Townsend's saxophone jazzed up the instrumental break in "I Know What I Like", and Roger King's keyboard playing shone on the beautiful intro to "Firth Of Fifth" before Hackett performed one of rock's great guitar solos with melodic ease later in the song. Hackett sat alone centre-stage to perform a beautiful acoustic version of "Horizons", and a further visit to "The Lamb" album produced a bouncy version of "Lilywhite Lilith" before a run through "The Knife", another classic Genesis oldie.
The set finished in the only way possible, a staggeringly good run through of "Supper's Ready" which must have been almost twenty five minutes long. To call "Supper's Ready" a song is to do it a great misjustice it is the epitome of prog-rock, and the band's performance did it full justice.
The band returned after a short break for "Watcher Of The Skies", the spectral blue lighting and familiar doom laden chords of the introduction building a suitably moody atmosphere as Sylvan scanned the upper reaches of the audience through his telescope. Sadly, the evening had to end and Hackett finished as he started with a return to 1976's "Trick Of The Tail" and a blistering tear-up through "Los Endos" which had the audience on their feet giving a deserved standing ovation.
The evening was a genuine, heartfelt celebration of the music Genesis released in the early to mid-Seventies and was lapped up by an appreciative audience. Prog-rock is often derided and any mention in the media is usually closely followed by footage of Rick Wakeman surrounded by keyboards and resplendent in wizard hat and sparkly cape or Keith Emerson knifing his Hammond Organ but it is a much maligned genre that still has a multitude of fans and I'm happy to argue that music such as "Supper's Ready" is every bit as important to the musical legacy of the seventies as "Stairway To Heaven", "Ziggy Stardust" or "Anarchy In The UK".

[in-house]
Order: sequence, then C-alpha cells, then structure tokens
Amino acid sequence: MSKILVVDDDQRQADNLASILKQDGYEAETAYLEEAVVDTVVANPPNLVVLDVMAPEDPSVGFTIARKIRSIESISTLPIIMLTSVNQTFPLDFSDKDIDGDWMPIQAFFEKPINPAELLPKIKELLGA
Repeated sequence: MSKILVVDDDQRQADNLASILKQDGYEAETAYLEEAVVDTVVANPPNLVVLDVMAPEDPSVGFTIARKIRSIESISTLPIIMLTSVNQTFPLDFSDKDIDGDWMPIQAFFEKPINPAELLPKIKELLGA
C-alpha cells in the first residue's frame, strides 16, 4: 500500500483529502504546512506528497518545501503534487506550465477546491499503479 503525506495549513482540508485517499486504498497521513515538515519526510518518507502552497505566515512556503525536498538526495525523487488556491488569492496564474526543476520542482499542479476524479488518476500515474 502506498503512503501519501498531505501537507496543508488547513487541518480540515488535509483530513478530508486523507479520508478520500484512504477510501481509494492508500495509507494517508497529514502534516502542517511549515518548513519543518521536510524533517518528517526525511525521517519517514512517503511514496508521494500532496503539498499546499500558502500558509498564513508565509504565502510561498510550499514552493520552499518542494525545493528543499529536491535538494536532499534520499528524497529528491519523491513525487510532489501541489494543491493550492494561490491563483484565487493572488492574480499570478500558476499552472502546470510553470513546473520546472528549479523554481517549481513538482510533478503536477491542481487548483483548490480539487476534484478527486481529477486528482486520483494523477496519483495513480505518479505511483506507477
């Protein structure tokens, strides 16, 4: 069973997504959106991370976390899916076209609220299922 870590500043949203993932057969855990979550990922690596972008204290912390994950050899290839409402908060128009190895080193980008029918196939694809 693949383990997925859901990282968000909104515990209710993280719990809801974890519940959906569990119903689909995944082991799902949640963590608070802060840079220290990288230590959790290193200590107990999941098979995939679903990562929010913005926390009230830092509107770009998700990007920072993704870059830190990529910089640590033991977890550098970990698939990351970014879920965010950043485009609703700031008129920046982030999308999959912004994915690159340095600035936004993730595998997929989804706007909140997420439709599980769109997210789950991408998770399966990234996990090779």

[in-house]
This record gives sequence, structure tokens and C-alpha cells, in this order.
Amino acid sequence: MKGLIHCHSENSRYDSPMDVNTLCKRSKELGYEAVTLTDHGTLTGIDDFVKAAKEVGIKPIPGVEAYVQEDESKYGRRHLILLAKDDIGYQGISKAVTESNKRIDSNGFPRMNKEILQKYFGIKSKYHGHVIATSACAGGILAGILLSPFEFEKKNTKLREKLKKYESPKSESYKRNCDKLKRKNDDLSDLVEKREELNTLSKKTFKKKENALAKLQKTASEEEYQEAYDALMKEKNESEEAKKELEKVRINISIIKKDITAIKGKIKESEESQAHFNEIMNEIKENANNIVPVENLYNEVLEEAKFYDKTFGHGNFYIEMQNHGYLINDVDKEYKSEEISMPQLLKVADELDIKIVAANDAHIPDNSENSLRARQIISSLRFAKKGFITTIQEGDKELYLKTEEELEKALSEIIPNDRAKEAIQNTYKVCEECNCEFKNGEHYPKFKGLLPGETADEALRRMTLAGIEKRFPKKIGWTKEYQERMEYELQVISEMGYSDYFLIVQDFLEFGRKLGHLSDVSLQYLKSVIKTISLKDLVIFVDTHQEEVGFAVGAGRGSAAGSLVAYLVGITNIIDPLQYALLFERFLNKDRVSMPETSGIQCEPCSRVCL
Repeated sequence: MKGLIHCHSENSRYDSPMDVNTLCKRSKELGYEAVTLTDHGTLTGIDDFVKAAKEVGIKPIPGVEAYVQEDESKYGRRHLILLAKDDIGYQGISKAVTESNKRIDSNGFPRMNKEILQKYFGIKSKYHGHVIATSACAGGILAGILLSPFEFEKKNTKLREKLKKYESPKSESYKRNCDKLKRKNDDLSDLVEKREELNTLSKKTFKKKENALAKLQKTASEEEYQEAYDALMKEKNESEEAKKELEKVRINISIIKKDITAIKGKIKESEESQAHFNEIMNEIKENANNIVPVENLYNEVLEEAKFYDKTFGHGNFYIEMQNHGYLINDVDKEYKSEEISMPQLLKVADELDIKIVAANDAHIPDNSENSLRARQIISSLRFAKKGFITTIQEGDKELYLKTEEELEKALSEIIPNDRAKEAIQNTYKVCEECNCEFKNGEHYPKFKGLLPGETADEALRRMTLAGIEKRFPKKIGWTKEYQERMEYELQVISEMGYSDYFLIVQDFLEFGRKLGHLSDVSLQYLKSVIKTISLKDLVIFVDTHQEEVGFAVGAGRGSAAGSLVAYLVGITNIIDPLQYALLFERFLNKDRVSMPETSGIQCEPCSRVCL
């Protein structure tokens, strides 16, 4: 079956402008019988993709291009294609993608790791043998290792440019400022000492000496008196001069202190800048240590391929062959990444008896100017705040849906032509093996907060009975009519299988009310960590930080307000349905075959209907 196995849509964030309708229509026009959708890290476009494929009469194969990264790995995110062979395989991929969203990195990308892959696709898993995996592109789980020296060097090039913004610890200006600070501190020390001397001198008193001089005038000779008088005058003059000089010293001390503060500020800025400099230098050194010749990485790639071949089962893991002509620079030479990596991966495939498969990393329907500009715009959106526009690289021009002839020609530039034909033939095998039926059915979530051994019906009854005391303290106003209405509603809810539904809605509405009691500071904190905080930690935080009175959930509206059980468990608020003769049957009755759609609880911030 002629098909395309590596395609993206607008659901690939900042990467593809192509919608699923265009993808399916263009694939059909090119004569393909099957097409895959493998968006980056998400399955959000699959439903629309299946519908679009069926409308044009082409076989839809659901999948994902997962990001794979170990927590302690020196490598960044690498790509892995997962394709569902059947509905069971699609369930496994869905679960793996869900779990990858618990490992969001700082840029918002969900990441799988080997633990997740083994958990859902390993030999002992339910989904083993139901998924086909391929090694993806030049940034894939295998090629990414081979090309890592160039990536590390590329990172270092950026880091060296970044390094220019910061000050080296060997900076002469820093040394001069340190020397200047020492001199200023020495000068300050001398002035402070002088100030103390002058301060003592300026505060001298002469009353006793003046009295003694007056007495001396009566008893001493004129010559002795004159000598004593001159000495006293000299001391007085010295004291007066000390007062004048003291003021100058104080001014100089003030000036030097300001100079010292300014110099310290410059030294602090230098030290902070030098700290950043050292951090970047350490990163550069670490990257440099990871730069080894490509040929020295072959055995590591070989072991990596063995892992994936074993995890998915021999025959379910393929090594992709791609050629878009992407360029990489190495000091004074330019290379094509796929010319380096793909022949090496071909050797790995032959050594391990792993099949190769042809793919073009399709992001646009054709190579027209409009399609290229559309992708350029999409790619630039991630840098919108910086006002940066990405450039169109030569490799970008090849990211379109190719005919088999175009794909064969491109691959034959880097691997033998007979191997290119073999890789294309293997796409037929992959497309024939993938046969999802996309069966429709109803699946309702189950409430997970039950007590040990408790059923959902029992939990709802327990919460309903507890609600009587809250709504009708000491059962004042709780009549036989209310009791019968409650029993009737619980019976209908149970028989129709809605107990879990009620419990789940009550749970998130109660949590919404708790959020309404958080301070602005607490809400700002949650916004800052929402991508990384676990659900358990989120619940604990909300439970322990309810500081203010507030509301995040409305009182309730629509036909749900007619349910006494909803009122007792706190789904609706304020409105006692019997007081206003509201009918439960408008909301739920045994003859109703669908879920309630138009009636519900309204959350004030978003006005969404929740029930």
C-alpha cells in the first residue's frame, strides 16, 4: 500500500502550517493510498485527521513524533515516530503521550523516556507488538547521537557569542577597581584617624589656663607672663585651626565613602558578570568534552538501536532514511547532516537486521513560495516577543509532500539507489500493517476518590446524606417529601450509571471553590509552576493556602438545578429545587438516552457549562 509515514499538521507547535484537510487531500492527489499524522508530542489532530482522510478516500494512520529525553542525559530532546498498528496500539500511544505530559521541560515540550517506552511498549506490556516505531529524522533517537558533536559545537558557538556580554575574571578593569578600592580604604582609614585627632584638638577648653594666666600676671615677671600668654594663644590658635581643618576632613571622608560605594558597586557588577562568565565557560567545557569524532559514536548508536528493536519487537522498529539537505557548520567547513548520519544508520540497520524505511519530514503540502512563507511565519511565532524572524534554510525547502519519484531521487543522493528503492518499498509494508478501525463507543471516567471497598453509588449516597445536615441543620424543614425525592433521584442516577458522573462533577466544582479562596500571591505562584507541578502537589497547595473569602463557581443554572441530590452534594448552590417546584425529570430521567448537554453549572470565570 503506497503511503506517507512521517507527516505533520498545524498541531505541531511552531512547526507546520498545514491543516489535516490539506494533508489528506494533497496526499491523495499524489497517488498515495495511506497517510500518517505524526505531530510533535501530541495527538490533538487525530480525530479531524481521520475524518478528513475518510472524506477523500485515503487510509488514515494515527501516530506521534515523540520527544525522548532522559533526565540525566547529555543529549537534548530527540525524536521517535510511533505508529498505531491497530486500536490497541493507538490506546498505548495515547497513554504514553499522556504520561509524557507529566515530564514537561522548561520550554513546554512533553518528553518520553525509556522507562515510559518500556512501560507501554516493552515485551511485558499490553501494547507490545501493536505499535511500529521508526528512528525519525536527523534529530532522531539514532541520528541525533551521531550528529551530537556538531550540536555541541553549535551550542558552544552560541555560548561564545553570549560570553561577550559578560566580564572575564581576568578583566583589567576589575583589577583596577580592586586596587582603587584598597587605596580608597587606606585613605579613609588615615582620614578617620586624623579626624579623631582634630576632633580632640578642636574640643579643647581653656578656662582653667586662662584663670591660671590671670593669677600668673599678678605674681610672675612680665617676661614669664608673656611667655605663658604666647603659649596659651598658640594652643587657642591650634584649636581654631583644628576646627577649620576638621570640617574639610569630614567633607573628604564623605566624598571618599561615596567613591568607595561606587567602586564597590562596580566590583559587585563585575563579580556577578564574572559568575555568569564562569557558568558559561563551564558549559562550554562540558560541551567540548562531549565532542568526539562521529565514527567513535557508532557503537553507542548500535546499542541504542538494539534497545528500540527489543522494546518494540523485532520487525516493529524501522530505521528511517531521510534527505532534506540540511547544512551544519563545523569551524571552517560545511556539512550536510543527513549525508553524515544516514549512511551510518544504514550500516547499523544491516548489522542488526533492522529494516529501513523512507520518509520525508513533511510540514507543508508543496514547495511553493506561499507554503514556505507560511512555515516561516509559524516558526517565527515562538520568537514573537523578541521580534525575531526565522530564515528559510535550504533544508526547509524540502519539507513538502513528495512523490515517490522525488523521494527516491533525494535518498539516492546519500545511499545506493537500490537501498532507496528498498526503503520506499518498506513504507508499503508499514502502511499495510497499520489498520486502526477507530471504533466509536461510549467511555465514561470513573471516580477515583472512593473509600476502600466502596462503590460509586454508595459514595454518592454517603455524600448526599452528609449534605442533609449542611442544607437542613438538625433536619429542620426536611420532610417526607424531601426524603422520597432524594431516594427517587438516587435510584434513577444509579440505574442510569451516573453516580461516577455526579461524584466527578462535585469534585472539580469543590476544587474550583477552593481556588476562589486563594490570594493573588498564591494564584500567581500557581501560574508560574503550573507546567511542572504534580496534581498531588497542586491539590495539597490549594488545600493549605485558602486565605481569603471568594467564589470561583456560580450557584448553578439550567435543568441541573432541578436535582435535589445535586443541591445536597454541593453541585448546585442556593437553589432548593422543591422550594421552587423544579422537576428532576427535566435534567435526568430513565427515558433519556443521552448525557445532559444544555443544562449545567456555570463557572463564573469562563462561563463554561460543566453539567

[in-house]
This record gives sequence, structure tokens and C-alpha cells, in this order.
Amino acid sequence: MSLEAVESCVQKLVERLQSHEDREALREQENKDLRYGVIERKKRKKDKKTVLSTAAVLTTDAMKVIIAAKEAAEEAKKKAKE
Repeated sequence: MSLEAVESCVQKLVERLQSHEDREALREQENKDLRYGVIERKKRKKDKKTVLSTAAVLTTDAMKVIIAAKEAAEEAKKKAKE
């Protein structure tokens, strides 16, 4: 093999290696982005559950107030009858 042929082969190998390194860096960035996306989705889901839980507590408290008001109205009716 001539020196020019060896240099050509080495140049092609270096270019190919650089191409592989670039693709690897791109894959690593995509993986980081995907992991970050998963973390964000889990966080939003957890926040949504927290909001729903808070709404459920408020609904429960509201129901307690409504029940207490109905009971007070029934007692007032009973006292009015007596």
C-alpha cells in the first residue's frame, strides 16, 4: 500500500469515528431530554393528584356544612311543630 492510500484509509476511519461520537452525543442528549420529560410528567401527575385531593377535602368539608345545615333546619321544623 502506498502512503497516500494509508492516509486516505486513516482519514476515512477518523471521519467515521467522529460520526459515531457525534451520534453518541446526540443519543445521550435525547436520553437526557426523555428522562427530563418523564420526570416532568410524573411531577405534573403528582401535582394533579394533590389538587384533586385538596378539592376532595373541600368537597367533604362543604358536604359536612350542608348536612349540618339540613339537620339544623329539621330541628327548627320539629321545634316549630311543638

For two and a half hours I was seventeen again, the creaky knees and failing eyesight forgotten, recalling the noise, colour and spectacle of my first gig. In hindsight, it should not be a surprise that Hackett and his band could instill this forty year old music with so much passion and energy. He was an integral member of Genesis when they were at their peak and has done more than any of the group's members to keep their legacy alive, something the recent TV documentary miserably failed to acknowledge, as it also failed to mention his extensive solo career. After this tour finishes (and visits to both North and South America are planned with further dates to be announced) a return to focusing on a new solo album appears to be on the cards for Hackett, but I hope that he returns to this Genesis format at some point - I'd happily go to as many shows as my wallet would allow.